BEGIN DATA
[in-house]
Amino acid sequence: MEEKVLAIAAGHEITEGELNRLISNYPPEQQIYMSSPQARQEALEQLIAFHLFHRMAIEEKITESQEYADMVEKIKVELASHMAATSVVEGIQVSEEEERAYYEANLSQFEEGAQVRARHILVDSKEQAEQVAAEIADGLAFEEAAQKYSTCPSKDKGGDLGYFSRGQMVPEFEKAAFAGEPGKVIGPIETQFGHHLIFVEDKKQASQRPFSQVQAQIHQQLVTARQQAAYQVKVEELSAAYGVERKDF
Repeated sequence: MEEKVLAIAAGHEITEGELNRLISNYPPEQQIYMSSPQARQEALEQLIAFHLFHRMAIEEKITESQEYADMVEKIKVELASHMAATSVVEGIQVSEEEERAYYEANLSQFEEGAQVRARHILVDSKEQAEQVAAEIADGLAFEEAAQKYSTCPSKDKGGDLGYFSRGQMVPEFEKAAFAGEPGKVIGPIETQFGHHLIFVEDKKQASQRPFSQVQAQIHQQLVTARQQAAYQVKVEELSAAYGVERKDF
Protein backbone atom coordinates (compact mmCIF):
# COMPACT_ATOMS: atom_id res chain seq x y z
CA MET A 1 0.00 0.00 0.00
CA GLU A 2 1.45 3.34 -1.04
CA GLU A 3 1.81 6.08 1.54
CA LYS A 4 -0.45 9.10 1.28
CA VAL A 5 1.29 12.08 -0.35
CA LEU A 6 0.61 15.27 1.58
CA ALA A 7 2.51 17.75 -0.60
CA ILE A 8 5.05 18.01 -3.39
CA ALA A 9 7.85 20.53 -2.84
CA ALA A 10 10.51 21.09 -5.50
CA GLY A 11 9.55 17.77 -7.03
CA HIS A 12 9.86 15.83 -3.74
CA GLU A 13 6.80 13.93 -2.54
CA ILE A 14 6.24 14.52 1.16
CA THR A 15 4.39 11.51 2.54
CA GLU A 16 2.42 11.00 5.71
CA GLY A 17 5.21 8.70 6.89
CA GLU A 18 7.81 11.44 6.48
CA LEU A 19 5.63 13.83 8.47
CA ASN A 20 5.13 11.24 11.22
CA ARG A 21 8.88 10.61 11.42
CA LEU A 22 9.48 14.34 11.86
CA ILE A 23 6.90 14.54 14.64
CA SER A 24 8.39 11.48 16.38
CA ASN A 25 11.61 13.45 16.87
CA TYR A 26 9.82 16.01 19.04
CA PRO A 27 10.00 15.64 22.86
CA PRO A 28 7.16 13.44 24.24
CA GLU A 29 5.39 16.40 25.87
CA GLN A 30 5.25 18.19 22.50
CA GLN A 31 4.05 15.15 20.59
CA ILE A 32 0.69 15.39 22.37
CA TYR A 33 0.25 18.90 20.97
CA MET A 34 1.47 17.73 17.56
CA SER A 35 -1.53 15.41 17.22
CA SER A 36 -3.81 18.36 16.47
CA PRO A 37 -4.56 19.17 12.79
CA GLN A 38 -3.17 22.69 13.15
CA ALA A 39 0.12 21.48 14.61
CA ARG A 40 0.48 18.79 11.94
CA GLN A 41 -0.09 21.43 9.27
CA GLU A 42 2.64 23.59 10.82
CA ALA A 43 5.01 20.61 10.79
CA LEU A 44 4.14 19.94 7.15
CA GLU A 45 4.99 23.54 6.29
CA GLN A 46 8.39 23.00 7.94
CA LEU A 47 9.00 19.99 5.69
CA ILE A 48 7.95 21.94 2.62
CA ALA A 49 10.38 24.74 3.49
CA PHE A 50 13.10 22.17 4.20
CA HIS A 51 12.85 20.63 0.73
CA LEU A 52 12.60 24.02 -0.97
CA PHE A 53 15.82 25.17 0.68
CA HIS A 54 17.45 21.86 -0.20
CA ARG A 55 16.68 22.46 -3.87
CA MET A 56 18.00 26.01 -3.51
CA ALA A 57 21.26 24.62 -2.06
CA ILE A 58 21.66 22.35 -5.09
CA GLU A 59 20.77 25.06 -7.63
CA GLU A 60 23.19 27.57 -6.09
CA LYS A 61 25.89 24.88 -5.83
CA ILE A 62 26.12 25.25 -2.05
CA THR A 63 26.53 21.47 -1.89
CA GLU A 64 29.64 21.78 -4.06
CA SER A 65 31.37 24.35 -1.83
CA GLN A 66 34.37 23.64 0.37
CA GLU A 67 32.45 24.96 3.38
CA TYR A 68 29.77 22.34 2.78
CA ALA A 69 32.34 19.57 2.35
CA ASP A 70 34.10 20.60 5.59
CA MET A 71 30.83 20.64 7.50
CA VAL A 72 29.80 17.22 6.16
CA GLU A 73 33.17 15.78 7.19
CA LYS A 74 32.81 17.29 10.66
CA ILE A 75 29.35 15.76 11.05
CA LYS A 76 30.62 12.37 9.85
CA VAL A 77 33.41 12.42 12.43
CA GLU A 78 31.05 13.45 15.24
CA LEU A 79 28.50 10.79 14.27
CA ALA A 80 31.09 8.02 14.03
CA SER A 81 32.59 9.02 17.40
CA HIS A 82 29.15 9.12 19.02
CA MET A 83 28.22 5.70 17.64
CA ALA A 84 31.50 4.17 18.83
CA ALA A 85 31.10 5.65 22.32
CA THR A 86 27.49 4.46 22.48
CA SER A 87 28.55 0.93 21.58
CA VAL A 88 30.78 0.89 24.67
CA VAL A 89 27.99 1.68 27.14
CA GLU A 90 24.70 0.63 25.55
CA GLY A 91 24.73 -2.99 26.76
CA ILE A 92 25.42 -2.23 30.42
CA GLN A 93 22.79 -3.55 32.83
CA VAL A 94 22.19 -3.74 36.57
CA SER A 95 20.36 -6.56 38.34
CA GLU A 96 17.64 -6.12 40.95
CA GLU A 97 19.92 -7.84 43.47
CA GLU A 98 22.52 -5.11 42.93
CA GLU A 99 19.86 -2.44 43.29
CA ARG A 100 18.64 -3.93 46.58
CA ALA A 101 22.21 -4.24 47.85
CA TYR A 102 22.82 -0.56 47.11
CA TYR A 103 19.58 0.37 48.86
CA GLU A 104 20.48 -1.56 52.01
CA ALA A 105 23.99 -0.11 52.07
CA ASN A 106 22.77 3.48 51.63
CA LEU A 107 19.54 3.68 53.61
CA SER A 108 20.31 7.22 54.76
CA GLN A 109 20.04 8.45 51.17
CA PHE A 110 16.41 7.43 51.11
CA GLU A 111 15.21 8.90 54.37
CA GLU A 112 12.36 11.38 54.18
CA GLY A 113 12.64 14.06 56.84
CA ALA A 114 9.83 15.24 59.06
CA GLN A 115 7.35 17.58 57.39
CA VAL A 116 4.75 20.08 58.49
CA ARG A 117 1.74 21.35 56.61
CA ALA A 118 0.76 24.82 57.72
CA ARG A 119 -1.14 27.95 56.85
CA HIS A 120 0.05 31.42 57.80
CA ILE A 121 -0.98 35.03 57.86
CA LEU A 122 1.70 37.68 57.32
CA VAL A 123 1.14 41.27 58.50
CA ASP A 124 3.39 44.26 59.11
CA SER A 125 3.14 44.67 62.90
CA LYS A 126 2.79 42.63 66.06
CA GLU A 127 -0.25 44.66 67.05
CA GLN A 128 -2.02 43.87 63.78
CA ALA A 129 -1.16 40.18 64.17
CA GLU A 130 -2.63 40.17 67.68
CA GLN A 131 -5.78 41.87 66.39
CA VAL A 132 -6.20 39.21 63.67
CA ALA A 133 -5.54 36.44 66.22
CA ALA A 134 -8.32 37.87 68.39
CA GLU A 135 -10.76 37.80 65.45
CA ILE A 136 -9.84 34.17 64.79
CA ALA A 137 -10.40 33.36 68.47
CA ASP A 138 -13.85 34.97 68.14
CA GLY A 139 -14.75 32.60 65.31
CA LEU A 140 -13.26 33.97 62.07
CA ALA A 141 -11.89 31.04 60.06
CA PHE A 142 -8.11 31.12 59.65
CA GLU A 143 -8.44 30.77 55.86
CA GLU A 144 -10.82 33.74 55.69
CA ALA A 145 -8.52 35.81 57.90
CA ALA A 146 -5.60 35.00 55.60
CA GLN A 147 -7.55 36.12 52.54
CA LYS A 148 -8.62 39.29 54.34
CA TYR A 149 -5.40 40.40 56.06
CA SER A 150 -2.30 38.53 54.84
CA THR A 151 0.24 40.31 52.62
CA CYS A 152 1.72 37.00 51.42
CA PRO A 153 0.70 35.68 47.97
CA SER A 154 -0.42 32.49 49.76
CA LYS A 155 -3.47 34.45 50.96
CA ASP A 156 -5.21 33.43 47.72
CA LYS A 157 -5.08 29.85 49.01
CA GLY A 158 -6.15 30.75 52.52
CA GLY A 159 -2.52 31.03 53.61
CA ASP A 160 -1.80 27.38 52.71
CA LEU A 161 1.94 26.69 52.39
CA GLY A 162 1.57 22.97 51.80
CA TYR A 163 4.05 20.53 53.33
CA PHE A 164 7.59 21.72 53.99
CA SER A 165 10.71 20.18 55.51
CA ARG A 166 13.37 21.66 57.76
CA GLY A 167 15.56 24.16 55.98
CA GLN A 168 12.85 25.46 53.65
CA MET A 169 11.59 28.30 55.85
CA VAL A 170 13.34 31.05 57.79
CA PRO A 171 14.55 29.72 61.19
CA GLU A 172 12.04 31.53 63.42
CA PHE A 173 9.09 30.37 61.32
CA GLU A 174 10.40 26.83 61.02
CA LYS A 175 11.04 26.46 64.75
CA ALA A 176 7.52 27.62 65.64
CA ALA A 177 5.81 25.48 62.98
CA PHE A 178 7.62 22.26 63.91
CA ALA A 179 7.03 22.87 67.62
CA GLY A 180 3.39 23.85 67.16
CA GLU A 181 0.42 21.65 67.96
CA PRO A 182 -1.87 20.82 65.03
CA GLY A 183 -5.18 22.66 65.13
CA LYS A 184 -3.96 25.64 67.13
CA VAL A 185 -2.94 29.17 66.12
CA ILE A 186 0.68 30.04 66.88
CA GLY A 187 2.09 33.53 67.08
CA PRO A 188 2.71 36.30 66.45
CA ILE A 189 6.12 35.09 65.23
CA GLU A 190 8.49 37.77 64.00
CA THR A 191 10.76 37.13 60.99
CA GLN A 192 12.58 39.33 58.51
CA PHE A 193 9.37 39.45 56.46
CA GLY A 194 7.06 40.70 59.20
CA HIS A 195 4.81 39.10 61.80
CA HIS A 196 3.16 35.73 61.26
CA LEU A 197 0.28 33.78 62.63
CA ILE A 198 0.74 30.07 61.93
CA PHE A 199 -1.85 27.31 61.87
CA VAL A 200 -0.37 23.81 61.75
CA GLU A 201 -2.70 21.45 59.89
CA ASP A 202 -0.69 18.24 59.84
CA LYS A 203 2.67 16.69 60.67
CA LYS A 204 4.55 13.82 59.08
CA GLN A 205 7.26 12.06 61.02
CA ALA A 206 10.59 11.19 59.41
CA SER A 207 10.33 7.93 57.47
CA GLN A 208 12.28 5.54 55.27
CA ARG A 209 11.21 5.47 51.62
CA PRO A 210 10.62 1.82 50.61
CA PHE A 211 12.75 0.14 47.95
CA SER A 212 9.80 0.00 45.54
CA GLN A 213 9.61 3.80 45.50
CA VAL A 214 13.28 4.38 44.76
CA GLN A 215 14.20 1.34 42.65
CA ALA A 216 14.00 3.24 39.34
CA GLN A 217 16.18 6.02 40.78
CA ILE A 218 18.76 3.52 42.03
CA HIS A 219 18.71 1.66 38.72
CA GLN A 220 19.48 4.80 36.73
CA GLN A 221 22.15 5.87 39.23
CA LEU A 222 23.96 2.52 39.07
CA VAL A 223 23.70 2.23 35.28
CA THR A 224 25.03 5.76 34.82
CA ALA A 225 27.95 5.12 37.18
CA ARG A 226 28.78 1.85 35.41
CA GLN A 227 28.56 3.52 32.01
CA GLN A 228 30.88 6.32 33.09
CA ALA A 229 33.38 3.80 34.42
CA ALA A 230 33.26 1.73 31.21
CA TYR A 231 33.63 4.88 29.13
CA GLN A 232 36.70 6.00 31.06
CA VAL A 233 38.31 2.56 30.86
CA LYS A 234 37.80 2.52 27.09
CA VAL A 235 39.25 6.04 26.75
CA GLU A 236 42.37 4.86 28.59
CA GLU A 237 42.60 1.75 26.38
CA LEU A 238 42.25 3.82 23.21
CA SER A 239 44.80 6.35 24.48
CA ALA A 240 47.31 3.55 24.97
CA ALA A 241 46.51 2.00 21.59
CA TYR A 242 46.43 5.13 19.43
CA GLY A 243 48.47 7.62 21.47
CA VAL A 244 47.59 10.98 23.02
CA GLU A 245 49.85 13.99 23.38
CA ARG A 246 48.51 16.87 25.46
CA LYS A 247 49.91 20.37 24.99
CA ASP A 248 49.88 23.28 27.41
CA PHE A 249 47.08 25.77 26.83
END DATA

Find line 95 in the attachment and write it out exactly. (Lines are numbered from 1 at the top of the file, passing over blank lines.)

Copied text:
CA GLU A 90 24.70 0.63 25.55